Time to put pedal to the medals

ROB BRODIE -- Ottawa Sun

, Last Updated: 7:00 AM ET

Canada's best figure skaters are in prime position to bring home at least a pair of gold medals from the Turin Olympics.

Skate Canada officially named the team yesterday it will nominate to the Canadian Olympic Committee for participation in the Feb. 10-26 Games in Italy. It is a group the governing body believes has at least three serious medal contenders -- national men's champion Jeffrey Buttle of Smooth Rock Falls and silver medalist Emanuel Sandhu of Richmond Hill, and ice dance champs Marie-France Dubreuil and Patrice Lauzon of Montreal.

According to the COC's Own The Podium plan, figure skating is expected to produce one medal in Turin. Buttle, the reigning world silver medalist, is considered Canada's best hope at the Games.

"One looked like the right number," said Skate Canada CEO Pam Coburn. "But I think we have the potential for two medals at the Olympics."

ON YOUNG SIDE

The team of 13 is on the young side in terms of both age and experience. It includes three teenagers -- Mira Leung and the pairs team of Jessica Dube and Bryce Davison -- and its average age is 24.

That's including Dubreuil, Lauzon and fellow ice dancers Megan Wing and Aaron Lowe, all at least 30.

Capital content is provided by Valerie Marcoux of Gatineau, who teamed up with Craig Buntin of Kelowna, B.C., to win a third straight senior pairs title at this week's Canadian figure skating championships.

The same team will represent Canada at the world championships, March 20-26 in Calgary.

"I think it's a great team," said Buttle. "I know that everyone on it has worked hard to be on it and everyone on it wanted it badly. It's a fairly young team and that's great."

Lowe, the national team captain, has no doubt figure skating will do its part to boost Canada's medal count in Turin.

"I think we have a great chance," he said. "We have two amazing men that, on the day, could both be on the podium. We have a dance team that's going to be pushing for a medal."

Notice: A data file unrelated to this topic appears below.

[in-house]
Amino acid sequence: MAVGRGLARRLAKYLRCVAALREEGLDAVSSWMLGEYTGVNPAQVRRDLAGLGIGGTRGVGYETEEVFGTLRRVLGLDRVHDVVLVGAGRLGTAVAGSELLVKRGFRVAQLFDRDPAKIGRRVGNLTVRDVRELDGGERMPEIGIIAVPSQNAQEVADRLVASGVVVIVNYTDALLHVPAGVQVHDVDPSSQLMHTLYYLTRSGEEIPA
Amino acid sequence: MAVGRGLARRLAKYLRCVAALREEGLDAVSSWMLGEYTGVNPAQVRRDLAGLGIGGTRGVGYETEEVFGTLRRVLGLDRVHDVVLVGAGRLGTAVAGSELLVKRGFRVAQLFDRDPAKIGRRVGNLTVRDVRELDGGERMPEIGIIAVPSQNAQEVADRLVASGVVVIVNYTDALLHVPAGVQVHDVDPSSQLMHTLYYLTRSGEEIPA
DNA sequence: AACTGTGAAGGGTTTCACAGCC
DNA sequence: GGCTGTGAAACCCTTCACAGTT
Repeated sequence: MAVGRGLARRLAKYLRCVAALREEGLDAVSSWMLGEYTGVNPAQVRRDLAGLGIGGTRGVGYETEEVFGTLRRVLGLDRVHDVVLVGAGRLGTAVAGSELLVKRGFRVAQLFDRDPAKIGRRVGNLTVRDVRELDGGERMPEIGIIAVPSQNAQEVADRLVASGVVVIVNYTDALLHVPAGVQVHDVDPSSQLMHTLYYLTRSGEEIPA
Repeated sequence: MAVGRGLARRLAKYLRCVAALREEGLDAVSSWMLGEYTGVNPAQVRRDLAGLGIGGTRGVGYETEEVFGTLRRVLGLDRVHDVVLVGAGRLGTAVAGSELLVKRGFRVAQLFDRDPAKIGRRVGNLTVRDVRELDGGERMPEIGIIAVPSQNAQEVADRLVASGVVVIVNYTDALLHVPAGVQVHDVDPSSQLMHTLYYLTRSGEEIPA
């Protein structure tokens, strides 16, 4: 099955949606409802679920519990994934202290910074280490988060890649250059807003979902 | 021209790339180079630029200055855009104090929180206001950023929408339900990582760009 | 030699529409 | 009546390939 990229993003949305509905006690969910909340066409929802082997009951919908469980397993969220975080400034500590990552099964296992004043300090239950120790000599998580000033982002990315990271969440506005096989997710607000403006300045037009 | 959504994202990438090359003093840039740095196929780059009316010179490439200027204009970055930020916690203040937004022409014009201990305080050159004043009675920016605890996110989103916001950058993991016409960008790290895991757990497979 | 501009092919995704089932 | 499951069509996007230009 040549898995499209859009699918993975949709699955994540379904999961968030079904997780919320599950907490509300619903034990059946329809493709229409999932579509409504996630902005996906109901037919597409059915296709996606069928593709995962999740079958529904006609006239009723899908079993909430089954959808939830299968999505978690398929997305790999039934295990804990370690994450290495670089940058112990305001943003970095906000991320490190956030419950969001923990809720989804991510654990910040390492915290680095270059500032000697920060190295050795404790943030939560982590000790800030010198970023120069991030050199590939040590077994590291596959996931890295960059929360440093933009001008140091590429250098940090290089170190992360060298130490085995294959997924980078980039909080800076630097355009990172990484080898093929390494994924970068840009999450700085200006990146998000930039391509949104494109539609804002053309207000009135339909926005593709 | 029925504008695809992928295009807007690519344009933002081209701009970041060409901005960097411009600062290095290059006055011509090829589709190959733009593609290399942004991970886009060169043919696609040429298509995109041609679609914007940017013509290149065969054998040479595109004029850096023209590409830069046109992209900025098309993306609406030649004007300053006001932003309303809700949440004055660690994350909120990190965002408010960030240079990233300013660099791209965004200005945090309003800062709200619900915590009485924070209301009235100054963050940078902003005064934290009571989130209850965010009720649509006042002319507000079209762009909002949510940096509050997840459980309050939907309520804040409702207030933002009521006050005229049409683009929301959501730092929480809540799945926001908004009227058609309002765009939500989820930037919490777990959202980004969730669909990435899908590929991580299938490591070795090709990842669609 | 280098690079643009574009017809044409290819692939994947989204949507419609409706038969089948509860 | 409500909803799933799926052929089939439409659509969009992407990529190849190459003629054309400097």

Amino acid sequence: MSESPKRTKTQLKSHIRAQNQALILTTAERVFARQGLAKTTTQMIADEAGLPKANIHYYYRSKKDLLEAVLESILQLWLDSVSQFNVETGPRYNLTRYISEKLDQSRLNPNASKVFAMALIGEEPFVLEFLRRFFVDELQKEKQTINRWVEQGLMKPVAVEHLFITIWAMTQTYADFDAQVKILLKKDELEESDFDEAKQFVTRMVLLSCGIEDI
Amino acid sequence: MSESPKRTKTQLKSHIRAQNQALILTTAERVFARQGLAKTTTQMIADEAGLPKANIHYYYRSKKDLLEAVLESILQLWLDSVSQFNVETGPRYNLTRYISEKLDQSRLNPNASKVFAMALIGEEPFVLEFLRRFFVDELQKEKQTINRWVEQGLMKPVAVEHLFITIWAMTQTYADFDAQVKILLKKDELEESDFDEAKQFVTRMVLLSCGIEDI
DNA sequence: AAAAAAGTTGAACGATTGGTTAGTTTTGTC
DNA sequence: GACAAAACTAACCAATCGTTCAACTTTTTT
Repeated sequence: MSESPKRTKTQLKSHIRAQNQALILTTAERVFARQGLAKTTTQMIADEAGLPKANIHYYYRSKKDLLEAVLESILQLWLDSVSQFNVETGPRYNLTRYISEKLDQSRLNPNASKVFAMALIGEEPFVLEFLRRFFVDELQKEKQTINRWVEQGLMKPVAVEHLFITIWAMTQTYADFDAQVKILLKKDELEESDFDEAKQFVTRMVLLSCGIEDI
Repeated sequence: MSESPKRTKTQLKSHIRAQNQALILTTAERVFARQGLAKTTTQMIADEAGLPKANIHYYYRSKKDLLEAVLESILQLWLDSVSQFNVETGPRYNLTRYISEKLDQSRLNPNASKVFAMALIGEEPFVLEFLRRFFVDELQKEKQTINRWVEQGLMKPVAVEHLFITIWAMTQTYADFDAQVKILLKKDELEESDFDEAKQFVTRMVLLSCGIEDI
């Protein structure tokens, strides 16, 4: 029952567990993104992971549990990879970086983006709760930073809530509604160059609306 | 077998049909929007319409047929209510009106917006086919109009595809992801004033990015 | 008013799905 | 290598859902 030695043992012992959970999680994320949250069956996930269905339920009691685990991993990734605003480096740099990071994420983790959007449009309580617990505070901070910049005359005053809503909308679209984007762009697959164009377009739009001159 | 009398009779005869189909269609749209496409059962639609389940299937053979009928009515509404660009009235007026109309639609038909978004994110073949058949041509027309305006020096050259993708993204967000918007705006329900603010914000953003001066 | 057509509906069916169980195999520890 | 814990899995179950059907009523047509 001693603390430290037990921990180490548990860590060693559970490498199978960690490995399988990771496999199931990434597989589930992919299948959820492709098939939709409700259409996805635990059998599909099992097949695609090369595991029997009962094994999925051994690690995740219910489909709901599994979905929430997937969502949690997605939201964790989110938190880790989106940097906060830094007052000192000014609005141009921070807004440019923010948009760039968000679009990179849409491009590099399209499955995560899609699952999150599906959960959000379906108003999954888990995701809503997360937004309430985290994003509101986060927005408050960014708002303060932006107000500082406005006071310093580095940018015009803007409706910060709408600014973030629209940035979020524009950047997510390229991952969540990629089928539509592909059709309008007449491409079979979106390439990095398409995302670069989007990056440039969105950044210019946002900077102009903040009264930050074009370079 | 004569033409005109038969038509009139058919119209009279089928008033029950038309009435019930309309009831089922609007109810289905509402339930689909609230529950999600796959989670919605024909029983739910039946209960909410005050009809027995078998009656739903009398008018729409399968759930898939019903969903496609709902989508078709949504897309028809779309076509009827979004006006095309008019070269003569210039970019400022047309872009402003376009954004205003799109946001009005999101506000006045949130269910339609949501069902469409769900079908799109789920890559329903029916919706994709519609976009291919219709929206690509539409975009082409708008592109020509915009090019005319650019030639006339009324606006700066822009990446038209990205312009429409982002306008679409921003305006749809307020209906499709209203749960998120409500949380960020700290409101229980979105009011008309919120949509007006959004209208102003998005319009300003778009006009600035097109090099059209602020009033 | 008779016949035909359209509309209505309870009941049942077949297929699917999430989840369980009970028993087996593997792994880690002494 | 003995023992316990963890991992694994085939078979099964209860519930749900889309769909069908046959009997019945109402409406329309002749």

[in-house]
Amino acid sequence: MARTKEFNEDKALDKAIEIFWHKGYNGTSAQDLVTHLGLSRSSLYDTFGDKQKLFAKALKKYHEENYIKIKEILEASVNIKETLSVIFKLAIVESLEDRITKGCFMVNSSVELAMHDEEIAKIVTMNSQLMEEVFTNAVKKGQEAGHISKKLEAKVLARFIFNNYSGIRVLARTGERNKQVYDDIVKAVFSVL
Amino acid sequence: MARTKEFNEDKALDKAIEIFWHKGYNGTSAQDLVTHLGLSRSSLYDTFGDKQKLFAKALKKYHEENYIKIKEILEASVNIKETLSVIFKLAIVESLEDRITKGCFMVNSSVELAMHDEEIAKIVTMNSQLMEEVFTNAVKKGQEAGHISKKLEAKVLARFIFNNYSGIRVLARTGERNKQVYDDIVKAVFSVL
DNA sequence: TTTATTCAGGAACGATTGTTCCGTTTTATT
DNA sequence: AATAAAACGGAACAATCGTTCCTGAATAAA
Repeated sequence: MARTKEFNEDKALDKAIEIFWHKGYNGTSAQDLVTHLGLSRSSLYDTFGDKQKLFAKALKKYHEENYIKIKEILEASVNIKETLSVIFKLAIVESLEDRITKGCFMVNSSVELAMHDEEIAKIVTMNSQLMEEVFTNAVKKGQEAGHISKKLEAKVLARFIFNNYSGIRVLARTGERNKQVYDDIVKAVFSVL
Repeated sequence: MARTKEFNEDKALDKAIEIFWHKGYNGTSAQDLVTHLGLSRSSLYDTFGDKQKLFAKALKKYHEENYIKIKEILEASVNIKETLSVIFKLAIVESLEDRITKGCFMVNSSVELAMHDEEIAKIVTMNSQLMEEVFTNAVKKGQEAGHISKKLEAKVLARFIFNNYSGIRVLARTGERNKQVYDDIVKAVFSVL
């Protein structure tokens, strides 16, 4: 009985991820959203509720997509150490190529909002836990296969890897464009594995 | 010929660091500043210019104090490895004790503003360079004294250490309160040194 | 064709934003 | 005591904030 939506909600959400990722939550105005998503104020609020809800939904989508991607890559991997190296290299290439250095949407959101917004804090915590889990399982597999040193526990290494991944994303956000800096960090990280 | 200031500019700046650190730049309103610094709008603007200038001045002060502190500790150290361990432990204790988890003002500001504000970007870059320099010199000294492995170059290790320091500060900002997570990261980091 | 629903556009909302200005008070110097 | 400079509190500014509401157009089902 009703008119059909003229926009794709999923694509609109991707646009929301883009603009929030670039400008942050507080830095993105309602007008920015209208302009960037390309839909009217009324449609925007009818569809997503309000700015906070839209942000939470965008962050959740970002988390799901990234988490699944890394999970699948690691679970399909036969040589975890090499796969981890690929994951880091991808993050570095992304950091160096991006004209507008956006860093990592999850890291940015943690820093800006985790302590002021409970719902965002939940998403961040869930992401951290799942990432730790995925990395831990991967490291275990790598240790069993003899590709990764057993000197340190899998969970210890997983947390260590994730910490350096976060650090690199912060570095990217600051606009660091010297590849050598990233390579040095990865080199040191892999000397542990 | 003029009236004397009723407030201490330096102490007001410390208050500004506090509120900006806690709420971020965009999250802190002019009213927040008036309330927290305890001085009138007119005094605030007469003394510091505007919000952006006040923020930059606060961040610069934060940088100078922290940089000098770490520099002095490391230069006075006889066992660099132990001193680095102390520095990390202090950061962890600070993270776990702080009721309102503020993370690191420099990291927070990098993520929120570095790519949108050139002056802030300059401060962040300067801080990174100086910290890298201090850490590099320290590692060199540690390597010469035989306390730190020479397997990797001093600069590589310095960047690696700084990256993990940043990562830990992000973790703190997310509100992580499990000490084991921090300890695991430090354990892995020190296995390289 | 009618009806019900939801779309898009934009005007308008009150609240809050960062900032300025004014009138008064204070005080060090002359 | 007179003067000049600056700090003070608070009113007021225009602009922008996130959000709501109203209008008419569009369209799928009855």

For the three teens, the Games represent an essential table setter for future Olympic participation.

"It's going to give them an opportunity to get the Olympic experience," said Coburn. "It's a tremendous opportunity for Mira and the team of Dube and Davison."

Said Buttle, a first-time Olympian himself: "They skated for it. They went out there and truly put down the performances that enabled them to be on the team, regardless of age. I think it's great."

While team selection wasn't based entirely on the results this week at the Civic Centre, the performances on the ice made it unnecessary for Skate Canada to deviate from its final protocol.

Skate Canada spent $150,000 in October to bring its entire national team to the Olympic venue for a one-week training camp.

"It was a lot of money to fork out, but I think everyone in the long run is going to be better for it," said Lowe.

The long-range target: Three medals at the Vancouver 2010 Games.

At least one expert sees that the skaters are buying into the program.

"We have a lot of skilled athletes who have a vision about who they are and how they can step up to become some of the best in the world," said CTV/TSN analyst Debbi Wilkes, a former Olympic silver medallist.

"I like the way they're looking beyond just being the best in Canada, and looking at what it takes to step on the podium (at the world and Olympic level)."

OLYMPIC TEAM

Canada's team for the Turin Games, as nominated yesterday by Skate Canada to the Canadian Olympic Committee:

MEN

Jeffrey Buttle, Smooth Rock Falls; Emanuel Sandhu, Richmond Hill;

Shawn Sawyer, Edmundston, N.B.

WOMEN

Joannie Rochette, Ile-Dupas, Que.; Mira Leung, Vancouver

PAIRS

Valerie Marcoux, Gatineau, and Craig Buntin, Kelowna, B.C.; Jessica Dube, St. Cyrille de Wendover, Que., and Bryce Davison, Cambridge

ICE DANCE

Marie-France Dubreuil and Patrice Lauzon, Montreal; Megan Wing and Aaron Lowe, Vancouver


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